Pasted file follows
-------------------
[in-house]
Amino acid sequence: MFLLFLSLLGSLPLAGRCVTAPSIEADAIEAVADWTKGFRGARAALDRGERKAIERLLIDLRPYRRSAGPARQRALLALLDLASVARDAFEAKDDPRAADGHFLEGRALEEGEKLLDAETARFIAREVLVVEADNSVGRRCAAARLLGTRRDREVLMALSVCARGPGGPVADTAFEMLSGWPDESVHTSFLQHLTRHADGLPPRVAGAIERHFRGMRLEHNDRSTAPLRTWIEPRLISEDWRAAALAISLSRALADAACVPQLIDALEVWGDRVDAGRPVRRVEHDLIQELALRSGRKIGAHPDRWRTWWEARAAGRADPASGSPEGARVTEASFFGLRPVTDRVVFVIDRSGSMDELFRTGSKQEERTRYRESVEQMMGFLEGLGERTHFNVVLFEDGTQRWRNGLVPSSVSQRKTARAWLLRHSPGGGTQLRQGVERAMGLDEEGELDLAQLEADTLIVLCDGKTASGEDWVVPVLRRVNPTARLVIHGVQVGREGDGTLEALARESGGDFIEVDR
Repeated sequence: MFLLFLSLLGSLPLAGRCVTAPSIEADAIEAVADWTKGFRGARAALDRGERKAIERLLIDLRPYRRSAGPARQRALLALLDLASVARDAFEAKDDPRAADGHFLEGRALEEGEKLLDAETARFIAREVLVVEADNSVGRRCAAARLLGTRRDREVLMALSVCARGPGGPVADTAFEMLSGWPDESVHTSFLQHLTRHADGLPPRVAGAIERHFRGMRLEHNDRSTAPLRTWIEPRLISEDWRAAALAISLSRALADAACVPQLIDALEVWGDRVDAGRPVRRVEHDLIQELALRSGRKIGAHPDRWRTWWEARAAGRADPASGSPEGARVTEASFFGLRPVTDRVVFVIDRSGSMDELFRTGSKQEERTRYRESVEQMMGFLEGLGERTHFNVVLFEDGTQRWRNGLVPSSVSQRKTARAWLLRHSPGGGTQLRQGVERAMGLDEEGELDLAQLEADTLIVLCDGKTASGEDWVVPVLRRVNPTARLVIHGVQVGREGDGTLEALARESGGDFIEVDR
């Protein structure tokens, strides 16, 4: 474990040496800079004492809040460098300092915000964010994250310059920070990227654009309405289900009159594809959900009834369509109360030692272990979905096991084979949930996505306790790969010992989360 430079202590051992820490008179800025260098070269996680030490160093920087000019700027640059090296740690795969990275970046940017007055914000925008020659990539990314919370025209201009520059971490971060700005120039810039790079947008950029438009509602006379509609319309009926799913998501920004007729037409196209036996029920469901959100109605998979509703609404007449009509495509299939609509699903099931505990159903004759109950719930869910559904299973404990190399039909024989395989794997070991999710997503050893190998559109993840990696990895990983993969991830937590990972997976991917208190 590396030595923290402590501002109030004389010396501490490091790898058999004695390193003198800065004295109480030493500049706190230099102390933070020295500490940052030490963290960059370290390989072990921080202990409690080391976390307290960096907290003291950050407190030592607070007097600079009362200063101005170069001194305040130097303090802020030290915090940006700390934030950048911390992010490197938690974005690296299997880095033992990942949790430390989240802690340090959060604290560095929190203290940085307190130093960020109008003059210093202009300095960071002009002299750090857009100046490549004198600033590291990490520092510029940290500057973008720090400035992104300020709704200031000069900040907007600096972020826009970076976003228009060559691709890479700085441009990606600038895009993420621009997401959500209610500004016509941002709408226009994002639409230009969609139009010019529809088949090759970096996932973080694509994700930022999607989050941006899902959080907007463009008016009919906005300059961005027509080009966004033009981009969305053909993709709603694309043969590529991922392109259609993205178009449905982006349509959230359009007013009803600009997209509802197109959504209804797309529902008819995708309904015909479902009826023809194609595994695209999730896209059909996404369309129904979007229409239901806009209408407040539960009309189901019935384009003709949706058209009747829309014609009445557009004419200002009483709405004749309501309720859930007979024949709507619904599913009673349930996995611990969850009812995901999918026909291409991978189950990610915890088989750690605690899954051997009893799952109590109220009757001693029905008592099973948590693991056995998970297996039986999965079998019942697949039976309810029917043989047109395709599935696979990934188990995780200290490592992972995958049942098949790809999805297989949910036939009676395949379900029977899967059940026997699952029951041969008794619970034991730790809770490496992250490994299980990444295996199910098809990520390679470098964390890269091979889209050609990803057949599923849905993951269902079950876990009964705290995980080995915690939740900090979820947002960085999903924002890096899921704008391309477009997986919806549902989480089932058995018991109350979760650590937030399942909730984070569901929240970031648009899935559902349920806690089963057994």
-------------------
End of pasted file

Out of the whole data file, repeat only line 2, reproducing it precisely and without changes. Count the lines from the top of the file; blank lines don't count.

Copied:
Amino acid sequence: MFLLFLSLLGSLPLAGRCVTAPSIEADAIEAVADWTKGFRGARAALDRGERKAIERLLIDLRPYRRSAGPARQRALLALLDLASVARDAFEAKDDPRAADGHFLEGRALEEGEKLLDAETARFIAREVLVVEADNSVGRRCAAARLLGTRRDREVLMALSVCARGPGGPVADTAFEMLSGWPDESVHTSFLQHLTRHADGLPPRVAGAIERHFRGMRLEHNDRSTAPLRTWIEPRLISEDWRAAALAISLSRALADAACVPQLIDALEVWGDRVDAGRPVRRVEHDLIQELALRSGRKIGAHPDRWRTWWEARAAGRADPASGSPEGARVTEASFFGLRPVTDRVVFVIDRSGSMDELFRTGSKQEERTRYRESVEQMMGFLEGLGERTHFNVVLFEDGTQRWRNGLVPSSVSQRKTARAWLLRHSPGGGTQLRQGVERAMGLDEEGELDLAQLEADTLIVLCDGKTASGEDWVVPVLRRVNPTARLVIHGVQVGREGDGTLEALARESGGDFIEVDR